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By Ian Nicolas P. Cigaral
Reporter


Palace backs original tax reform version




Posted on June 15, 2017


PRESIDENT Rodrigo R. Duterte “stands by” the original version of the first of up to five tax reform packages, which now moves to the Senate for action after the House of Representatives approved a watered-down version of the Department of Finance (DoF)-backed bill.

President Rodrigo R. Duterte on May 29 certified HB 5636 as urgent, making it possible for both chambers of Congress to approve the measure on second and third reading consecutively without having to wait for at least three days in between as otherwise required by rules. AFP
House Bill (HB) No. 5636 -- a diluted version of the Executive’s tax reform plan -- was passed on final reading just before Congress adjourned the first regular session after getting a nudge from Mr. Duterte.

“I’m sure the president will support [the original version of the tax reform bill]... I mean he stands by that,” Presidential Spokesperson Ernesto C. Abella said in an interview in Malacañang on Wednesday.

Asked if Malacañang would help the Finance department in convincing the Senate to hew the first tax reform package closer to the original proposal that was submitted to Congress in September last year, Mr. Abella replied: “I don’t know kung tulong (if it can be considered as help) but basically he (Mr. Duterte) still stands for the same thing: the original [version].”

The chief executive had met leaders of both chambers of Congress, and separately with members of the Senate majority bloc, in mid-March to emphasize the need to approve the measure after noting “resistance” and “rough sailing” then in the House.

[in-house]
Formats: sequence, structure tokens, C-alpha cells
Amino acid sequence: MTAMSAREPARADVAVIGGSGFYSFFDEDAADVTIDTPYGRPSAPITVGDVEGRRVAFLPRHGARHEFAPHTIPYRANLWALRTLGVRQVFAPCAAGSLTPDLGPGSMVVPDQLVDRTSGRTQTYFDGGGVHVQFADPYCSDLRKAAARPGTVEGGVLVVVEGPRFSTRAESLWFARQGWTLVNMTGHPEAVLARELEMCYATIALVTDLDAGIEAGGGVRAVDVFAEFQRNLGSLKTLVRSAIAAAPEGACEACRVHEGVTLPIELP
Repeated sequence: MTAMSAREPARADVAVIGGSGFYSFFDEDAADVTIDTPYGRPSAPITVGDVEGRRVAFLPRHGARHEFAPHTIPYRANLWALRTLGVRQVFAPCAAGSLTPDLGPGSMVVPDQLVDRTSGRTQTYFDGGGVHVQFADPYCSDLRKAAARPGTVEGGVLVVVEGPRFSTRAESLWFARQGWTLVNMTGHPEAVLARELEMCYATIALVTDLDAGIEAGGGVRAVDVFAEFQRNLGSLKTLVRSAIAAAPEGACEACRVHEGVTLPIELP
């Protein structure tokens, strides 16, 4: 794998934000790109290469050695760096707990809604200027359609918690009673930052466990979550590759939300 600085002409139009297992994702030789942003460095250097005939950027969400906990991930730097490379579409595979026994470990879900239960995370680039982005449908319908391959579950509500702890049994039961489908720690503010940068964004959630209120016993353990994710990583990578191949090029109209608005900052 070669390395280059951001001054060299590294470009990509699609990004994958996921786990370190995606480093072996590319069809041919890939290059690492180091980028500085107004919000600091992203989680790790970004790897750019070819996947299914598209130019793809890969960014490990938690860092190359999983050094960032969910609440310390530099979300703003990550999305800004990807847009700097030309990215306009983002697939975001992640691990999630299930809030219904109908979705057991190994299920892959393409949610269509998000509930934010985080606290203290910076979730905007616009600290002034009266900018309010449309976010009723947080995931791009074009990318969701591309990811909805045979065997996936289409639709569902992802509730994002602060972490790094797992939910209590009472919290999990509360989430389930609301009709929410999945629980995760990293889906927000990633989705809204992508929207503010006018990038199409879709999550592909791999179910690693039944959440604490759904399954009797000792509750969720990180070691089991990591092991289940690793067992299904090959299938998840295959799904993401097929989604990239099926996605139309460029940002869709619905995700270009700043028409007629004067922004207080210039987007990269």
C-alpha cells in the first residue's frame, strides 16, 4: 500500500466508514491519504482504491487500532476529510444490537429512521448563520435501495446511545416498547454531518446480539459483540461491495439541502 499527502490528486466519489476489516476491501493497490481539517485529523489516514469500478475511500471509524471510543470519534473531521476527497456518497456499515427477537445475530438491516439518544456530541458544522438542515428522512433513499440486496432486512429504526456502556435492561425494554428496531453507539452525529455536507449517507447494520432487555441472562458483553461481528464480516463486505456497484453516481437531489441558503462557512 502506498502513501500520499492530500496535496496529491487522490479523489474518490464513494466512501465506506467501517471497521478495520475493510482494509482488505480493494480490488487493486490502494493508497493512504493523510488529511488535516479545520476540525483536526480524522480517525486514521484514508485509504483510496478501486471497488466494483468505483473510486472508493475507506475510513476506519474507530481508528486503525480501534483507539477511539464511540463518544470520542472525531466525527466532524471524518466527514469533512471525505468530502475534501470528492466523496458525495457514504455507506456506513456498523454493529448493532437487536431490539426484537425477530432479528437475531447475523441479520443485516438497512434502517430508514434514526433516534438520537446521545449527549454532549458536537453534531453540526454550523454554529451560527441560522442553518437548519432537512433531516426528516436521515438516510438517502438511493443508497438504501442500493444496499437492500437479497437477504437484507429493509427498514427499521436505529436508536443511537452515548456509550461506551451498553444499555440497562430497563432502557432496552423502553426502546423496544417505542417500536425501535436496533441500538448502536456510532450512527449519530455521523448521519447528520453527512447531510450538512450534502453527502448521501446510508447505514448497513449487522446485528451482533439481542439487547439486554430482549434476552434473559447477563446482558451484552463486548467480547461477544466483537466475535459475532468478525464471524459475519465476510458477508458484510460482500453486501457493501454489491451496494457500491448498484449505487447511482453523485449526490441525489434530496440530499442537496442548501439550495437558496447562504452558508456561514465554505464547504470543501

Mr. Duterte subsequently certified the need for the measure’s “immediate enactment” in both legislative chambers three days before Congress adjourned, doing away with the requirement to approve the bill on second and on final readings on separate days.

But the House ended up adding even more revenue-eroding provisions in the final version.

The bill now heads for the Senate for fresh deliberations. Under the Constitution, all tax measures must originate from the House of Representatives.

Sought for comment, Senator Juan Edgardo M. Angara, chairman of the Senate ways and means committee, said in a mobile phone message that Senate will “take all the versions into consideration.”

“We are having detailed consultations and public hearings now. The past two weeks we had petroleum products and cars. Tomorrow we will have the sweetened beverages tax under discussion.”

The Finance department said it will persuade Senate to pass the department’s version of the bill after the House’s version cut projected net revenues from the first package by some P23.4 billion -- nearly 15% -- to P133.8 billion in the first year of implementation from the P157.2 billion estimated originally by the department.

From P133.8 billion in the first year, HB 5636 will yield P233.6 billion in 2019, P272.9 billion in 2020, P253 billion in 2021 and P269.9 billion in 2022.

HB 5636 will yield P1.163-trillion net revenues from 2018 to 2022, according to the department’s latest estimates, compared to P1.266 trillion under the original proposal submitted to Congress in September last year.

In comparison, the Senate version under Senate Bill No. 1408 will actually yield a bigger P1.344 trillion in the same five years: P169.1 billion in 2018, P262.5 billion in 2019, P305.8 billion in 2020, P290.1 billion in 2021 and P316.6 billion in 2022.

Under the proposed law, personal income tax rates will be adjusted to shift some burden off lower income segments towards the “ultra-rich,” with those earning P250,000 a year to be exempt from paying taxes.

On the other hand, those earning at least P5 million annually will pay P1.45 million plus 35% of the amount beyond that threshold.

The first tax reform package also removes some value-added tax (VAT) exemptions, increases excise taxes on oil products and automobiles, introduces a sugar excise tax, harmonizes estate and donor’s tax rates, and improves tax administration.

The Finance department’s concern over the first package’s dilution notwithstanding, both Moody’s Investors Service and Fitch Ratings have said approval of the first package addressed the Philippines’ need for a stronger revenue stream -- a long-standing weakness in its credit profile -- and proved the Duterte administration had what it took to see crucial reforms through Congress.